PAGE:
California Scoooter Company to import RX3 adventure bike

A few months ago, we told you about Chinese manufacturer Zongshen’s new 250 cc adventure bike. Now that bike is coming to North America.

US-based California Scooter Company will be importing the Zongshen RX3; they’re calling it the Cyclone. You can read about the bike’s specs in our first article on the machine (liquid-cooled 249 cc motor, SOHC, four-valve head, etc. etc.). You can also see a CSC employee talking about the machine in a YouTube clip below; sure, there’s some marketing speak involved, but you get a good idea of what the machine’s all about. Supposedly, the bike will sell for $2,895 in the US, and come with a one-year warranty.

So, our big question is: Is the RX3 coming to Canada? We emailed one of their Canadian associates, but haven’t heard back. This machine would certainly fill a niche in the market that’s been ignored ever since Honda discontinued their NX250, but whether there’s enough demand to make it worth the hassle to import is another question. Chinese bikes haven’t lost their stigma of cheapness and unreliability yet, and you certainly have more cachet when you roll up to Starbucks on a Tiger or a GS.

11 thoughts on “California Scoooter Company to import RX3 adventure bike”

  1. No problem at all with the shock. It is made in the same factory as the Suzuki DR200. Put 3000 kms on it with zero problems before I sold it to a friends sister as her 1st bike. It was used as a commuter bike for me or the daughter about 30 km back road each way. Also used light trail riding on atv trails.It is sold by PITSTER PRO CANADA now. I would like to get a RX-3 and do the Fundy Trail ride next year. I would only pay $4000.00 out the door tho .Good info on the bike at mychinamoto or chinariders.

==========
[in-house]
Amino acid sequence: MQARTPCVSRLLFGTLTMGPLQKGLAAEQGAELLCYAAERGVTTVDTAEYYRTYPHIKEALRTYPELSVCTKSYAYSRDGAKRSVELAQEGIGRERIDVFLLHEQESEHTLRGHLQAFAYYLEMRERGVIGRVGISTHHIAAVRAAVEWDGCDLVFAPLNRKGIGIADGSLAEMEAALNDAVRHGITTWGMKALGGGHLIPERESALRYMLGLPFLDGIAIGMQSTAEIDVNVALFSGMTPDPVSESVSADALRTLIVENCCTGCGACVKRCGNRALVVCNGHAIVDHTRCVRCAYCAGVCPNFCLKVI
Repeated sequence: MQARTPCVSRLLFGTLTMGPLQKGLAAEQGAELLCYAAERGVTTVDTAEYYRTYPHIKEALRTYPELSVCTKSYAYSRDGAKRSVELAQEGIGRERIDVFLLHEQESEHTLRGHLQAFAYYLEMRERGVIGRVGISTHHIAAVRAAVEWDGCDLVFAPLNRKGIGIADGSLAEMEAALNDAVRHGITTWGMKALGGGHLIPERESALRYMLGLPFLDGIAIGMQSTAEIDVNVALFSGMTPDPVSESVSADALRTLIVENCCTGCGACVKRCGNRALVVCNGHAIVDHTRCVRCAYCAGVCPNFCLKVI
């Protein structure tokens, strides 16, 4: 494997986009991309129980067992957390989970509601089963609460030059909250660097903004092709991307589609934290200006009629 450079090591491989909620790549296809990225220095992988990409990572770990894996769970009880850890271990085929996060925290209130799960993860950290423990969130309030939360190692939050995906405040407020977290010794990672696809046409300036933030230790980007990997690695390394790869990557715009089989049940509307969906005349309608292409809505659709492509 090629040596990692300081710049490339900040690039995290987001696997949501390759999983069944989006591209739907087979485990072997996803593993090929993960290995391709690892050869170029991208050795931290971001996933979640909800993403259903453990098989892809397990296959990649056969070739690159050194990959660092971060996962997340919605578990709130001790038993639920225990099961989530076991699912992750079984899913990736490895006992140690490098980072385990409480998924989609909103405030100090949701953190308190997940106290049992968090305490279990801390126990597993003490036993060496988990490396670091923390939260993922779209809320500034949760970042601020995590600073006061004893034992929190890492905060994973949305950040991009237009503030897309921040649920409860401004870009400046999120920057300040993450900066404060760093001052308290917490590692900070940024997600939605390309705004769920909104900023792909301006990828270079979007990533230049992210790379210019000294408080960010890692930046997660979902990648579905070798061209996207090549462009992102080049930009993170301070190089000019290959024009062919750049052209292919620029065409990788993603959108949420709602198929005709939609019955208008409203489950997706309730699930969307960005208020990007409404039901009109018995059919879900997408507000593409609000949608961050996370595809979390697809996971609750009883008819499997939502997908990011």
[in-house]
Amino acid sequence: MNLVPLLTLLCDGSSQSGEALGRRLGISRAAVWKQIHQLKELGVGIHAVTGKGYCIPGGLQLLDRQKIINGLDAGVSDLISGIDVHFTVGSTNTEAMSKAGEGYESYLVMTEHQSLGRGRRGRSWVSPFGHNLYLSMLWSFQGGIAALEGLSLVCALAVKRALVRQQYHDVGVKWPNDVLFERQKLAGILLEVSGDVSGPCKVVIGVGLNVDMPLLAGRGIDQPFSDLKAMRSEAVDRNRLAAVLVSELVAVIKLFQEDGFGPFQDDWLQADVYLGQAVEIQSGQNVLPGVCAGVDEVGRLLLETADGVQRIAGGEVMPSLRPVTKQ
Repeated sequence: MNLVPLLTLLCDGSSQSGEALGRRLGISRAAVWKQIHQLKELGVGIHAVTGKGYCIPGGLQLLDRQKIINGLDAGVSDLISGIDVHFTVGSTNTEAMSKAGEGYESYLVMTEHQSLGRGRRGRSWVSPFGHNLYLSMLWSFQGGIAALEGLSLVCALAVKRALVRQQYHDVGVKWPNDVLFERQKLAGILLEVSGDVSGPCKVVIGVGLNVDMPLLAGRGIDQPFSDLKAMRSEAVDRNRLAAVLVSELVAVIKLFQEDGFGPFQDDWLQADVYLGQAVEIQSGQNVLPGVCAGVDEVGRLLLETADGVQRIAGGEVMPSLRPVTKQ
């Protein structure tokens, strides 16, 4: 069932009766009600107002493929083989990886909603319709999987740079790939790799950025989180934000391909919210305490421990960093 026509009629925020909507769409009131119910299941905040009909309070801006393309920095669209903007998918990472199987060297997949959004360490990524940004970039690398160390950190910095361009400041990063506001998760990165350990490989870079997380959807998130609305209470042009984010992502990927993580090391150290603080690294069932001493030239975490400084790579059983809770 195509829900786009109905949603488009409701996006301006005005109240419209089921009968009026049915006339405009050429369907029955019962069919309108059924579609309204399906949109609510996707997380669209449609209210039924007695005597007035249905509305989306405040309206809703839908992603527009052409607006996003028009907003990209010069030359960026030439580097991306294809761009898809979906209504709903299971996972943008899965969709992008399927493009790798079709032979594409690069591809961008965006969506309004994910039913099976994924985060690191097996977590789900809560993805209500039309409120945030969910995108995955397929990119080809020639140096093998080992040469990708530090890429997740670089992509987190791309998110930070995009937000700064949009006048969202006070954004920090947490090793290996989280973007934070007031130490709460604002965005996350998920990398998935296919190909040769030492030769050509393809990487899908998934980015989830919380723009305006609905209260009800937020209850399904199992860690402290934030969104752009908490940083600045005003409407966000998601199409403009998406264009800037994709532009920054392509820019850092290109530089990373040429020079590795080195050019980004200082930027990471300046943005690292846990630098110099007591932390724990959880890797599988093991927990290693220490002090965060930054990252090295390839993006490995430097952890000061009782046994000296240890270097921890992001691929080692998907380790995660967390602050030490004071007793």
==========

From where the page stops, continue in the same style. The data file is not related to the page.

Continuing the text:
2. Was the shock on the Konker any good at all? I ask because I’ve known two people with Chinese dirt bikes – my friend’s son, and a larger one belonging to a friend of a friend, and both had rear shocks that lost all their oil in short order and were basically just springs.

    Other than that I think the reliability of the Chinese bikes is OK. It’s the fit and finish of parts which tend to be rather poor. Paint that wears off prematurely, frames that rust, etc.

  3. I had a Konker KSM200 a clone of the Suzuki DR200 and it worked great with no issues with It other than it was a bit underpowered and the seat is like sitting on a piece of 2×6 . If this was to come into Canada with proper support I would have one. Best trip I ever done was from Fredericton to Labrador city all back roads and dirt roads on a Yamaha XT250.

  4. Get me one for a weekend, insure that there will be a distributor/dealer network with a consistent parts supply and we’ll talk….

  5. “Chinese bikes haven’t lost their stigma of cheapness and unreliability yet”

    That’s likely because they ARE cheap and unreliable.

    1. Cheap, maybe, but anyone who has flogged the CMG Konker has no qualms about reliability. And my Lifan GY5 was rock-solid, except for the fact I was too big for the suspension.

      Put it this way: The $23,000 Ducati Multistrada I had for a week this year let me down more in that time than the Lifan did.

  6. The cute factor here is excellent, only eclipsed by a Grom with photography cases as hard luggage (seen at the Tokyo Motorcycle Show this year). I can’t help but like a little bike that thinks it can.

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